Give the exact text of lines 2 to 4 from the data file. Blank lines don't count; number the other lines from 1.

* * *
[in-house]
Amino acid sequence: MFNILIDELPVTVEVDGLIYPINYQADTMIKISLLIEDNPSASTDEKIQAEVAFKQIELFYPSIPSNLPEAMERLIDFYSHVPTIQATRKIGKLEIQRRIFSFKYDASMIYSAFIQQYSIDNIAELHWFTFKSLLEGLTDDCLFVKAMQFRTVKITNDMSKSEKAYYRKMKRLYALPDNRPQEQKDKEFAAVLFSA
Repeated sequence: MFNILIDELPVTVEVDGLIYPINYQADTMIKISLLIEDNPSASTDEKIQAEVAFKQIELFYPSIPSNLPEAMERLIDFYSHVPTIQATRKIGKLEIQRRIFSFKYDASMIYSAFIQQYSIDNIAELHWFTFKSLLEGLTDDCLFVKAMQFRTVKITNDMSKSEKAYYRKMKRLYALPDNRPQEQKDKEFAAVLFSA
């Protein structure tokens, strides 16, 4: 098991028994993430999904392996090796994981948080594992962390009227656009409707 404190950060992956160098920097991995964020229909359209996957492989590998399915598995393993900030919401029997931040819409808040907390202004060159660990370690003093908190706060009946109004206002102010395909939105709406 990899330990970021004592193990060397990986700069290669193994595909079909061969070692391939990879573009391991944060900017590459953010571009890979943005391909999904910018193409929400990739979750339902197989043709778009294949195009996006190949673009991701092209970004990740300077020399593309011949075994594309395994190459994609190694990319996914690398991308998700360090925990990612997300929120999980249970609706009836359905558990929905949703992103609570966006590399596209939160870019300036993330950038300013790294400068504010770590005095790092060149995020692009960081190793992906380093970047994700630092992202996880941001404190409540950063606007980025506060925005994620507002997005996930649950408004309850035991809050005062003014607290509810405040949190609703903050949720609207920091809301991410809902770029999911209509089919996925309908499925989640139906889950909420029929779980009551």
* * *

Amino acid sequence: MFNILIDELPVTVEVDGLIYPINYQADTMIKISLLIEDNPSASTDEKIQAEVAFKQIELFYPSIPSNLPEAMERLIDFYSHVPTIQATRKIGKLEIQRRIFSFKYDASMIYSAFIQQYSIDNIAELHWFTFKSLLEGLTDDCLFVKAMQFRTVKITNDMSKSEKAYYRKMKRLYALPDNRPQEQKDKEFAAVLFSA
Repeated sequence: MFNILIDELPVTVEVDGLIYPINYQADTMIKISLLIEDNPSASTDEKIQAEVAFKQIELFYPSIPSNLPEAMERLIDFYSHVPTIQATRKIGKLEIQRRIFSFKYDASMIYSAFIQQYSIDNIAELHWFTFKSLLEGLTDDCLFVKAMQFRTVKITNDMSKSEKAYYRKMKRLYALPDNRPQEQKDKEFAAVLFSA
């Protein structure tokens, strides 16, 4: 098991028994993430999904392996090796994981948080594992962390009227656009409707 404190950060992956160098920097991995964020229909359209996957492989590998399915598995393993900030919401029997931040819409808040907390202004060159660990370690003093908190706060009946109004206002102010395909939105709406 990899330990970021004592193990060397990986700069290669193994595909079909061969070692391939990879573009391991944060900017590459953010571009890979943005391909999904910018193409929400990739979750339902197989043709778009294949195009996006190949673009991701092209970004990740300077020399593309011949075994594309395994190459994609190694990319996914690398991308998700360090925990990612997300929120999980249970609706009836359905558990929905949703992103609570966006590399596209939160870019300036993330950038300013790294400068504010770590005095790092060149995020692009960081190793992906380093970047994700630092992202996880941001404190409540950063606007980025506060925005994620507002997005996930649950408004309850035991809050005062003014607290509810405040949190609703903050949720609207920091809301991410809902770029999911209509089919996925309908499925989640139906889950909420029929779980009551």